The only way I could justify buying a $500k house is if I thought it would go up to $700k in a few years, and I could sell it again. That's clearly not the case now. So I am sitting in a rental for the time being. I will not be the bigger fool :)

So the question is - if _I_ can't buy that $500k house, who the &*#$ can? Realistically, I wouldn't even touch it unless it falls to $300, maybe $350. It's just not worth it.

I predict a significant drop in house prices in the expensive towns over the next year or two. It won't just be California. Every "hot" metro area is going to go through the same pain. There's not enough money to make a difference.

jb writes:

I think in this sentence you got the two parties reversed:

you can easily get to a point where the home value exceeds the loan balance

It should read:
you can easily get to a point where the loan balance exceeds the home value

No?

As an aside, I'm 37. I lived in my house for 10 years, fixed mortgage, originally 30year, refied to a 15 year about 7 years ago. I have 50% equity now, and every payment was half to principle. I paid $176k for it, and it is scheduled to close on the 13th at $270k

I just recently moved to DC. I'm looking at the equivalent house for roughly $500k. I can't justify buying that, under any circumstances. And for my age, I appear to be in the top 1/2 of one percent of earners.

The only way I could justify buying a $500k house is if I thought it would go up to $700k in a few years, and I could sell it again. That's clearly not the case now. So I am sitting in a rental for the time being. I will not be the bigger fool :)

So the question is - if _I_ can't buy that $500k house, who the &*#$ can? Realistically, I wouldn't even touch it unless it falls to $300, maybe $350. It's just not worth it.

I predict a significant drop in house prices in the expensive towns over the next year or two. It won't just be California. Every "hot" metro area is going to go through the same pain. There's not enough money in salary out there to make those expensive houses affordable in a flat market.

jb writes:

sorry for the double post. It bailed on me the first time.

Dwight writes:

I have two charts from Calculated Risk that might help everyone focus. The first chart is monthly mortgage resets (option arm, subprime, Alt-A, prime, & agency) provided by IMF/Credit Suisse the majority of such resets substantially coming due mostly by 2011.

The second chart also from Calculated Risk is the number of homeowners with no equity (2006, 2007, 2008, and with projected home price drops at 20% & 30%).

Keep up the great insight!

John Fast writes:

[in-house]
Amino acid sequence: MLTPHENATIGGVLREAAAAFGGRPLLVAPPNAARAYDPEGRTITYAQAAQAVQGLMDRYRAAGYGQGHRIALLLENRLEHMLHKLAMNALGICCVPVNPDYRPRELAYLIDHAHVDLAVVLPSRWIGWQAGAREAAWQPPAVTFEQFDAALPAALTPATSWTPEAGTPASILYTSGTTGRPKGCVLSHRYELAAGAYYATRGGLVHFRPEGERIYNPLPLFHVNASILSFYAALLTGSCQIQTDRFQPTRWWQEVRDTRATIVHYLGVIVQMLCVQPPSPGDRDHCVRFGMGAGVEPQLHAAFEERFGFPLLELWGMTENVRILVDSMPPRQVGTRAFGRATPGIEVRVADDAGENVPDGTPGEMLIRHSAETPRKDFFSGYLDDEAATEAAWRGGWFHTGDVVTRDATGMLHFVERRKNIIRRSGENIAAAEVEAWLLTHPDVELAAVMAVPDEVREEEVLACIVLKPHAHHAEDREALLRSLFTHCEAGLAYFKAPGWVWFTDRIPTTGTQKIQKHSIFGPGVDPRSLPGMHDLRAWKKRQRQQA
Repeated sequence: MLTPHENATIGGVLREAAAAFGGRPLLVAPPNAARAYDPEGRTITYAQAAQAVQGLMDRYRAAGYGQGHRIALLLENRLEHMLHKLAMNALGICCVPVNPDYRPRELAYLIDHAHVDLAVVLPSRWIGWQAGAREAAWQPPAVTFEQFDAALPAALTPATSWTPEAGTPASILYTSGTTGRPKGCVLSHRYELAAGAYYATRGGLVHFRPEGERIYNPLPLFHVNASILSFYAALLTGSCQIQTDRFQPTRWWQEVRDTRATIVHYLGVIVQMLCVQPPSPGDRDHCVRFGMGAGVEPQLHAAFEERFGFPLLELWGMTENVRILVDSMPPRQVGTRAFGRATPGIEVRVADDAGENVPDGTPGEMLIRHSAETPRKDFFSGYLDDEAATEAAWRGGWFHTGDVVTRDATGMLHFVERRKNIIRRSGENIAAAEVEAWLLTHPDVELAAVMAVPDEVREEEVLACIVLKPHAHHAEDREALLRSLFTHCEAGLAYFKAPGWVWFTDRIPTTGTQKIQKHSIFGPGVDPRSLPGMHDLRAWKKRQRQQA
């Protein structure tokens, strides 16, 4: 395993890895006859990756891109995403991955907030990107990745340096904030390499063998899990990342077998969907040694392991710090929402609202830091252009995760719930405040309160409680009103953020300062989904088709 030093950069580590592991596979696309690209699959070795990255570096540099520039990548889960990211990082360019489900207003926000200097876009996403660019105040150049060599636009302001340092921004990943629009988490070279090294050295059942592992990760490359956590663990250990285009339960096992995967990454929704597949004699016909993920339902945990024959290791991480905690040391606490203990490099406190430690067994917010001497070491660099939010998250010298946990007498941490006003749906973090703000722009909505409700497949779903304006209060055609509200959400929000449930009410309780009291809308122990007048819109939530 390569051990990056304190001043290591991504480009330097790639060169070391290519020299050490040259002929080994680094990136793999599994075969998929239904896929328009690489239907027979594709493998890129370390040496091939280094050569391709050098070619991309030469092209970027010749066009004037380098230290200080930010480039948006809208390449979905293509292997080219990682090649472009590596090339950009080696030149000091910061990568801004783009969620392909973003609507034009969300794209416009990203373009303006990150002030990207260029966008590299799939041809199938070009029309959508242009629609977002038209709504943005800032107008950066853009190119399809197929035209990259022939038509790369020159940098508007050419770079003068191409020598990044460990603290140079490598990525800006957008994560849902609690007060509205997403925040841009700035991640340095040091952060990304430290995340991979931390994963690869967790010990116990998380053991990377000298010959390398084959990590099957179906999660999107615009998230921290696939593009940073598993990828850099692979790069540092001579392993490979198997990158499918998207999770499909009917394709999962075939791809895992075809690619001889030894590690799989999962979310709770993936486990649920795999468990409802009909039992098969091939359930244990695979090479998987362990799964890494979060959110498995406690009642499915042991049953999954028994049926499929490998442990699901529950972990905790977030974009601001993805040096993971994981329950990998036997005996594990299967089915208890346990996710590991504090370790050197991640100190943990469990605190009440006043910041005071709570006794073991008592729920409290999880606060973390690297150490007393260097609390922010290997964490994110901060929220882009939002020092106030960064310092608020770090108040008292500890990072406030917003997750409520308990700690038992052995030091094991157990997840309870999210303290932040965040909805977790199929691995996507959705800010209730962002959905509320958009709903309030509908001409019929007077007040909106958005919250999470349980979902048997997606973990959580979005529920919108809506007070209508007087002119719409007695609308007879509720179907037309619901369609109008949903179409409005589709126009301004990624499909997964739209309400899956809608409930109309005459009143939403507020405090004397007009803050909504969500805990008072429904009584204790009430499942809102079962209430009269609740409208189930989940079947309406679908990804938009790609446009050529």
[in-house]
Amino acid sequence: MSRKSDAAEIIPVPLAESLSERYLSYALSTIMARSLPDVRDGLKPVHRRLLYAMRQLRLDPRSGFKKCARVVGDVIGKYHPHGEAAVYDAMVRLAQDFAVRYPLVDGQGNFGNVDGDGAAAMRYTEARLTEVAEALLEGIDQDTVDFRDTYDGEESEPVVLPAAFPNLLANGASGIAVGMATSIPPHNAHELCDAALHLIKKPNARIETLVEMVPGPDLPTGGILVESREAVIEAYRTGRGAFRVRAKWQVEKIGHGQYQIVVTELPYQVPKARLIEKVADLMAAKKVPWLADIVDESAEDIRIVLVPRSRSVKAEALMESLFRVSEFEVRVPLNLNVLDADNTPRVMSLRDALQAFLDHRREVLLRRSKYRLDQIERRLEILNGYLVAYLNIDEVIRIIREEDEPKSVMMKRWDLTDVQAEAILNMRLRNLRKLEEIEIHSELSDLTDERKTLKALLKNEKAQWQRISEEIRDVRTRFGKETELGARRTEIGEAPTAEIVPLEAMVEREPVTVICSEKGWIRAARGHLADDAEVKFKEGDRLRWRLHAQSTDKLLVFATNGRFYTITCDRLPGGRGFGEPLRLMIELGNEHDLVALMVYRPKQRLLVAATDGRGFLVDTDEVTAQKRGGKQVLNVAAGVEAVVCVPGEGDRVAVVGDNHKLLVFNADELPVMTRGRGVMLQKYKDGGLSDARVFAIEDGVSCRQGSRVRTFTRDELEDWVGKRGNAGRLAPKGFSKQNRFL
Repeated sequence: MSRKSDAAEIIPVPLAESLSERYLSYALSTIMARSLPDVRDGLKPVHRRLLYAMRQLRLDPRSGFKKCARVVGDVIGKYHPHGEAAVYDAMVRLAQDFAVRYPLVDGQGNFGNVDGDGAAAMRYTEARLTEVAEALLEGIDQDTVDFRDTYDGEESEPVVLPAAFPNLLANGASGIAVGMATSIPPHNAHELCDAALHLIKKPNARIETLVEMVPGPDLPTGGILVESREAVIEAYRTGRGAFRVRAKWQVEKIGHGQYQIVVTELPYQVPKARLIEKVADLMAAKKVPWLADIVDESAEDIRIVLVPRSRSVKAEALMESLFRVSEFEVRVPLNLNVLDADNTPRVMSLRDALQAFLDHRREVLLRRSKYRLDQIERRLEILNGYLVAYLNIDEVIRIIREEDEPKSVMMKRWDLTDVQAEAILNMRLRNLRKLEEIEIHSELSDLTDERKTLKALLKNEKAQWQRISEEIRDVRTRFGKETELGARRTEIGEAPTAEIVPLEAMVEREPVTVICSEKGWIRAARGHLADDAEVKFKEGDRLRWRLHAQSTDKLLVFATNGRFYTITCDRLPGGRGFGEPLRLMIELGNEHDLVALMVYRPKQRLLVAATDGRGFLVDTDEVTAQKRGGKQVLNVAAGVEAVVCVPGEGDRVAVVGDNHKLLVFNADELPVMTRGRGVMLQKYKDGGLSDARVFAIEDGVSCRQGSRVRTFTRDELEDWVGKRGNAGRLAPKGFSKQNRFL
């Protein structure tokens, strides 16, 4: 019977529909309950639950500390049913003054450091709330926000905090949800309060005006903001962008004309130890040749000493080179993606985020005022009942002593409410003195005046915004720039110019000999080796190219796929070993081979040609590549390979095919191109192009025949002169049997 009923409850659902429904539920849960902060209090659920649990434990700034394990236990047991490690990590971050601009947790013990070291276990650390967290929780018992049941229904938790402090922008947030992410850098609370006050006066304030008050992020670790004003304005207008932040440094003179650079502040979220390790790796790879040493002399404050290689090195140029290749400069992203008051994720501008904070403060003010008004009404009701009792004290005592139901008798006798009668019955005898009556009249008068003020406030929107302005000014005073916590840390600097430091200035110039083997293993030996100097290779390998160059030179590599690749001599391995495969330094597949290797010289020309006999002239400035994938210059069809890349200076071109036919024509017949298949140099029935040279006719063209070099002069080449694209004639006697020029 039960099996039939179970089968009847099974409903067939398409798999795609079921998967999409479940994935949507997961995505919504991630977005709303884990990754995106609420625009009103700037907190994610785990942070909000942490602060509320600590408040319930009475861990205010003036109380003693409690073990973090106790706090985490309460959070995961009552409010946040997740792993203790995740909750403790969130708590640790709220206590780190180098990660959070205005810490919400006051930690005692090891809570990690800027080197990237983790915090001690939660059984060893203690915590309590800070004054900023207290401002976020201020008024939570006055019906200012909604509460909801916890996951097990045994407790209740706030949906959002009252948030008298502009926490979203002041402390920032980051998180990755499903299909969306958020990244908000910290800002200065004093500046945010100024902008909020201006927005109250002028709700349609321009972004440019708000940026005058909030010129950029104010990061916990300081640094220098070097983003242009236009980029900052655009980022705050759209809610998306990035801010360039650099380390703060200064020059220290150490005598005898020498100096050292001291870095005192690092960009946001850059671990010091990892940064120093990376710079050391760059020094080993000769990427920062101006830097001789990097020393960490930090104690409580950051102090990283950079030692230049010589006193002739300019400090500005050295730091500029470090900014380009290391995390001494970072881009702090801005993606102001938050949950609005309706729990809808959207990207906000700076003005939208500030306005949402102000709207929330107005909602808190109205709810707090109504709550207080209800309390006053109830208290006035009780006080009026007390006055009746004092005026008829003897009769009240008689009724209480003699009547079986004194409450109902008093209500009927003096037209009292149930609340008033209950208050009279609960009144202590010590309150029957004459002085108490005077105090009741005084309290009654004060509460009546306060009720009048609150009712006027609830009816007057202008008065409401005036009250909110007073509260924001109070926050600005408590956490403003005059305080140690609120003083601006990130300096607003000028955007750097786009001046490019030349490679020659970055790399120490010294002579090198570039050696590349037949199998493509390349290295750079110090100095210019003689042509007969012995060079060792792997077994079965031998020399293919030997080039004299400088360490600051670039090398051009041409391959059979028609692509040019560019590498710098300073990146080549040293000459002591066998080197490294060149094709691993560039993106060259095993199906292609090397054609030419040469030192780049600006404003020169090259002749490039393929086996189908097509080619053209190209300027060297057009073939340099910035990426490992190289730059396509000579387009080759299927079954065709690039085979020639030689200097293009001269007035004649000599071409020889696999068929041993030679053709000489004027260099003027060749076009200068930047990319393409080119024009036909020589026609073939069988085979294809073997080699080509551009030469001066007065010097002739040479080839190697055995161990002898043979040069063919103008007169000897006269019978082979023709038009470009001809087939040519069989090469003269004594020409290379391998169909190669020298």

Mark Hanson, eh? Any relation?

Tony Aldrich writes:

For homeowner equity, look in the FRB's funds flow tables, I think table B100. Your question will be how well they calculate the market value of homes.

Lord writes:
Patri Friedman writes:

Why do people assume that high LTV and low payments mean buyers are leveraged? I have a high LTV, and an interest-only loan, and I pay the minimum, because I would rather have my money in the stock market. If I ever had equity in a home, I would tap it and buy index funds. So anyone who assumes that my low equity and payments mean I am overspending is wrong.

To my mind, anyone with equity in their house is crazy. They are the ones being financially imprudent. Why wouldn't you get a loan at 6%, with tax benefits that make it effectively 4%, and put it in the stock market and earn 10%-12%?

Arnold Kling writes:

Patri,
There are many other ways to own stock in a leveraged manner. You could buy call options on the S&P 500, for example. My guess is that paying high mortgage rates in order to own stock is relatively inefficient. In the end, you will have less wealth than if you took out a lower-cost mortgage and got your high-leverage stock portfolio by using derivatives.

I also think that people tend to over-rate the value of tax deductibility of mortgage payments. But that's another post altogether.

spencer writes:

Patti -- you are already leveraged to the eyeballs with you mortgage. And you think you are being smart to increase your leverage in the stock market.

Obviously, you have no idea of the real risk you are taking on.

John Thacker writes:

And yet, household net worth increased.

Here's a question: Does it make sense for people to "diversify out of housing" by getting home equity loans and lines of credit and investing in other assets?